March 19, 2012

DGR Great Plains Reports from Pine Ridge Reservation

Hello Friends,

From February 25th-27th, Deep Green Resistance Great Plains traveled to Wounded Knee, South Dakota, located on the Pine Ridge Reservation in order to take part in the 39th Annual Liberation Day. The purpose was to commemorate and celebrate those who took part in and died in the 1973 takeover as well as those who died in the Wounded Knee Massacre. Members of DGR Great Plains traveled from Iowa City, IA, Cedar Rapids, IA, Cedar Falls, IA, and Omaha, NE, to meet in Jefferson SD the night before. Upon arrival, we bonded, shared a meal, had a meeting, and watched a documentary about the 1973 takeover to give everyone in the group some historical perspective.

We arose bright and early at 6am to begin the long drive west across the state of South Dakota. Along the drive, many of us from the heart of production for the world’s corn and soybeans were taken in by the beauty of the prairie land, golden and swaying in the wind. With over 99% of our prairies gone, it was quite a treat to see. On our first day in Western South Dakota, we took time to take in the natural beauty of the Black Hills. An evergreen tree called the Ponderosa Pine dominates the forests of the hills, making the hills appear black. Later that day we went to Wind Cave National Park, which is as close as we could get to South Dakota’s natural state before the arrival of settler society. For so many of us that spent most of our lives in cities, standing in the presence of a strong force of wind, the endless hills, free roaming bison, antelope, mule deer, elk, prairie dogs and the vastness of the sky was a freeing experience. Being there gave us a new perspective on what we are fighting for, from an abstraction to something tangible and real.

The next day was the pow wow. Before the pow wow we took time in the morning to meet with activists at the Wounded Knee Museum, and we also took time to drop off supplies that we brought with us (blankets, electric blankets, winter clothes and canned food items) for elders whose homes are not built well enough to deal with the South Dakota winters. All of us, especially those at a pow wow for the first time, really enjoyed taking in all of the beautiful costumes, beating drums and singing. To our surprise they called our group down and our Lakota friends and all of us performed a round dance in DGR Great Plains' honor. We were asked to give a short speech to let everyone in the audience know why DGR Great Plains was in attendance. We let them know that DGR was at Liberation Day to show our solidarity with all indigenous peoples of Turtle Island, and the we would do everything in our power to help keep alive their beautiful culture and language and protect their land from encroachment by settler societies.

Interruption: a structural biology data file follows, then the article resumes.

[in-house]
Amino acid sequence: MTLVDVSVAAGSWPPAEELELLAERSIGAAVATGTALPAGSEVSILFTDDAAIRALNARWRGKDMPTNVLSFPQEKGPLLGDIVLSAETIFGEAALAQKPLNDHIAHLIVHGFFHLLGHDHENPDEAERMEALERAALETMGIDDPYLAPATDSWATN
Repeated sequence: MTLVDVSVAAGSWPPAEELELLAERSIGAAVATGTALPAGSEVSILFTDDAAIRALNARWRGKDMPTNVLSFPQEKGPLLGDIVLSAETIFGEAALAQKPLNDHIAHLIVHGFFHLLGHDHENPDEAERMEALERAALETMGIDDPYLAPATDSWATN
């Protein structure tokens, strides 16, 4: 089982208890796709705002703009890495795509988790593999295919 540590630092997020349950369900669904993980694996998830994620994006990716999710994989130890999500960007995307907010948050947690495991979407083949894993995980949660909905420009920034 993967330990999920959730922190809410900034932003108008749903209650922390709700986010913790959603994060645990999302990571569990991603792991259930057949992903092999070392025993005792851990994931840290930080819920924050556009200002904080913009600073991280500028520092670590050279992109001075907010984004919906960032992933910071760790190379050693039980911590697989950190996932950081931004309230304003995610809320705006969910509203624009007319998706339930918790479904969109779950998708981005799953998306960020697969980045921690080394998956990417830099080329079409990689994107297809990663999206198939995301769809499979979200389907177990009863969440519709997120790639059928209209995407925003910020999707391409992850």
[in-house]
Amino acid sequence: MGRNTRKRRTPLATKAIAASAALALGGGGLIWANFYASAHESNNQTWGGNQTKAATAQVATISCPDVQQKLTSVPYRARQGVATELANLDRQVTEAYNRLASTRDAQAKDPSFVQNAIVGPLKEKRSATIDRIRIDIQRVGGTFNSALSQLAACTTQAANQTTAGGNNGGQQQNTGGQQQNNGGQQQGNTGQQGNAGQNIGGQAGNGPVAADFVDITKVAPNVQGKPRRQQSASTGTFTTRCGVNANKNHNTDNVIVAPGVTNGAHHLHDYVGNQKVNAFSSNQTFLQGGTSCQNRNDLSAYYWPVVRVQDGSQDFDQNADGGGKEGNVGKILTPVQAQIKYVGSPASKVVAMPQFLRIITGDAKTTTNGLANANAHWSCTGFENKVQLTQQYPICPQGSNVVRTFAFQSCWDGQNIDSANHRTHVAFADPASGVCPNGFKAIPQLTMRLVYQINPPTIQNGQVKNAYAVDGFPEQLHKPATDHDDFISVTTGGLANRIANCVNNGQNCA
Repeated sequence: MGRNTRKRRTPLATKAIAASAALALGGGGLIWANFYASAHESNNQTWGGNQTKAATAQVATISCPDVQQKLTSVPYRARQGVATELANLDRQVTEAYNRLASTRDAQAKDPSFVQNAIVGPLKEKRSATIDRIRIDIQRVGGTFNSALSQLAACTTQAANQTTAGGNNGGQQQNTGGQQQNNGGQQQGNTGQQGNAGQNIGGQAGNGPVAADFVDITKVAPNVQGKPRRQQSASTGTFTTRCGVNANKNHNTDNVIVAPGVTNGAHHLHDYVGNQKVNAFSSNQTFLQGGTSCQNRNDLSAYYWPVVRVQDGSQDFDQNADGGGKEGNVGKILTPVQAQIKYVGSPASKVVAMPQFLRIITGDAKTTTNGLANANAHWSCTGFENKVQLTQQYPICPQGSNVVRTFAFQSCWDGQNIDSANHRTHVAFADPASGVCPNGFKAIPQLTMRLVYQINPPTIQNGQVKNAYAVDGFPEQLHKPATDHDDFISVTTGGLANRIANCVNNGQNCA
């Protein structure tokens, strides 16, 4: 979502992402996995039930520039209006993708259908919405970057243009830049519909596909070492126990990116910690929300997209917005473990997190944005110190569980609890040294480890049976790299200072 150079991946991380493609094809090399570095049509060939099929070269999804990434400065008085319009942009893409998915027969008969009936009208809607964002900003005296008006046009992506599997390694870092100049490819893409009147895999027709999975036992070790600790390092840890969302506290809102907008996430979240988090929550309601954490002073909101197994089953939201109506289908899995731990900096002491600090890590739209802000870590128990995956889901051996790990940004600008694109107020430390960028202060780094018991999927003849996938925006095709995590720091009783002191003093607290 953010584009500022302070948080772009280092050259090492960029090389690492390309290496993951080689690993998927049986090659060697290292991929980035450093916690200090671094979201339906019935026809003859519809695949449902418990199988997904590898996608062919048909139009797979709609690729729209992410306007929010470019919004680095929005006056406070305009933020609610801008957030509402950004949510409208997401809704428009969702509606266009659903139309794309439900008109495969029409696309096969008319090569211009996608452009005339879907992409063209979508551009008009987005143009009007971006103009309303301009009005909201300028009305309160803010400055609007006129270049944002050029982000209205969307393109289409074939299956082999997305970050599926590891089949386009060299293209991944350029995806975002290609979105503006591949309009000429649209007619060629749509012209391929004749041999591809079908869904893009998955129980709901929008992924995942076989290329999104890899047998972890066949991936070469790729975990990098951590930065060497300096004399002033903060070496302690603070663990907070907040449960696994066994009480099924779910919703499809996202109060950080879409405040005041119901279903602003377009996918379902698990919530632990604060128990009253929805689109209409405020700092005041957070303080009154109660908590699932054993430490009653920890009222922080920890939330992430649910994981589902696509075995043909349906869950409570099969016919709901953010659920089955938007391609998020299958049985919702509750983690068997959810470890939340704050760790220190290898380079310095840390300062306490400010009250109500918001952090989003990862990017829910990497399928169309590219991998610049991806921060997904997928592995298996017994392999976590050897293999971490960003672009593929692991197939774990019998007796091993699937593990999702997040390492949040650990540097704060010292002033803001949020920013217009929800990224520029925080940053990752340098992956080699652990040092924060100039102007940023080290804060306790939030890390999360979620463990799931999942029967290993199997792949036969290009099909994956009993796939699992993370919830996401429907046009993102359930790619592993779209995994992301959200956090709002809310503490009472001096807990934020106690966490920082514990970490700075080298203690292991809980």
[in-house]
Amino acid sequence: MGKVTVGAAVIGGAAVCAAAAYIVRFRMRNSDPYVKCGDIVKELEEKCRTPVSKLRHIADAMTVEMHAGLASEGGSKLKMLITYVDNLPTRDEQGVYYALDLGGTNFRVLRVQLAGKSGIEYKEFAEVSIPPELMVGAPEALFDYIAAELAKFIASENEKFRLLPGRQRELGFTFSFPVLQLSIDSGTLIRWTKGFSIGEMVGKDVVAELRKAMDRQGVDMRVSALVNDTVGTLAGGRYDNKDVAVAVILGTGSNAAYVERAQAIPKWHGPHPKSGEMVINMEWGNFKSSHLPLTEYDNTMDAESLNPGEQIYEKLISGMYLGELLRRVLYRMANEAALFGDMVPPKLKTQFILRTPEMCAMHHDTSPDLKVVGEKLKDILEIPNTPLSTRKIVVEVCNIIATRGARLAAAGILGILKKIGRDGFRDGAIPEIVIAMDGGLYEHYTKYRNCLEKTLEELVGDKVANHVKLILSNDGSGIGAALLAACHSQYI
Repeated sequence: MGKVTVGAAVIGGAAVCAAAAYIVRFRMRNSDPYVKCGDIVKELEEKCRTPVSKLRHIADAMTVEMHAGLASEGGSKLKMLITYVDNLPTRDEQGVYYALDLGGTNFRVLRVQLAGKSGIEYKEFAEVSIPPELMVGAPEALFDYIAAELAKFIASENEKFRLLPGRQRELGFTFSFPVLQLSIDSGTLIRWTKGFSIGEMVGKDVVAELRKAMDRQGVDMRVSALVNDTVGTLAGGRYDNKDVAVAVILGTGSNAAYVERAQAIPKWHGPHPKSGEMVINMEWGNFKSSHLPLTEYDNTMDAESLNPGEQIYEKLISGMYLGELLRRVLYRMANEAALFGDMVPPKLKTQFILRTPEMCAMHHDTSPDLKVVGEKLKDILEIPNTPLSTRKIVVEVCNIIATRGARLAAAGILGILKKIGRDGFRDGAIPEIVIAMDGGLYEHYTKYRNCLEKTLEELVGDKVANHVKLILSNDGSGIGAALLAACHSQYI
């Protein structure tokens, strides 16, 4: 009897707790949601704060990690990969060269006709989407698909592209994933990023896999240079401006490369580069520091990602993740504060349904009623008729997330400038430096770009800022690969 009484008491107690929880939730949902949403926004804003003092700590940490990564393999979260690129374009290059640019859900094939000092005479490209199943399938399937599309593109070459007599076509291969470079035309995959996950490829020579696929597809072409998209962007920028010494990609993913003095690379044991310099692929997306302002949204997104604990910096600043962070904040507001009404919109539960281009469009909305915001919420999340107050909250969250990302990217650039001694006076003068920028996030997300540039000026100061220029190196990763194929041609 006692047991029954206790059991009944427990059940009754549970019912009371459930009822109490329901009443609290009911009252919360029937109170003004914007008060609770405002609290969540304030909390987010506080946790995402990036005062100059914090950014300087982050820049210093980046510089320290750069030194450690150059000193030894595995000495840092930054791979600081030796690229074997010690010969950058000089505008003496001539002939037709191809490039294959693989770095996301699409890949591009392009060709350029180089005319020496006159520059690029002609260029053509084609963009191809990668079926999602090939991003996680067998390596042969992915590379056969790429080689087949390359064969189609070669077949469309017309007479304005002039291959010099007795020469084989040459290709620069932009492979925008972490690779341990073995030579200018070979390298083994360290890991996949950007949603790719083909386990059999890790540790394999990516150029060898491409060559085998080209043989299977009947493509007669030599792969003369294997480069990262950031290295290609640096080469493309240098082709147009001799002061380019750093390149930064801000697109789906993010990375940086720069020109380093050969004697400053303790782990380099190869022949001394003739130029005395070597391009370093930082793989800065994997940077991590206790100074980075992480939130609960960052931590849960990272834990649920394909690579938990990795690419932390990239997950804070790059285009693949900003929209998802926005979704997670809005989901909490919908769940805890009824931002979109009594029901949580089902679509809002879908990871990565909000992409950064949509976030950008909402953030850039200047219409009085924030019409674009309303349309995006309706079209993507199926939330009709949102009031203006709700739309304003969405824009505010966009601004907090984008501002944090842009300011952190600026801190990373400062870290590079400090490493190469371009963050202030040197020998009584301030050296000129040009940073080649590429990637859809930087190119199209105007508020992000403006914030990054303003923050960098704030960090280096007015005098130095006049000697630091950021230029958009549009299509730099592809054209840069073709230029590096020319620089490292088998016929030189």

The last day was the four directions walk. It was quite a windy day but the weather was no matter. While our group walked a mile, people walked from more than several miles away to this event. To be there that weekend, to participate and fly our banner alongside members of both Native Youth Movement and the American Indian Movement, was quite an honor. This trip was an important first step to building a relationship with the Lakota people, a relationship crucial to successful defense of the land against our common enemy. DGR Great Plains was shown the greatest hospitality by our hosts, and given honor and respect that we still work to deserve. We hope to have the chance to earn it soon.

This adventure was crucial to creating friendship and a feeling of family among our members. Some of us knew each other before the trip and others were meeting for the first time. We did an excellent job of getting along as twelve people all shared one hotel suite. I think we all walked away from this experience having grown closer as a group, and stronger in our resolve to bring down this death machine.

Love and Rage,

The Deep Green Resistance Great Plains Crew

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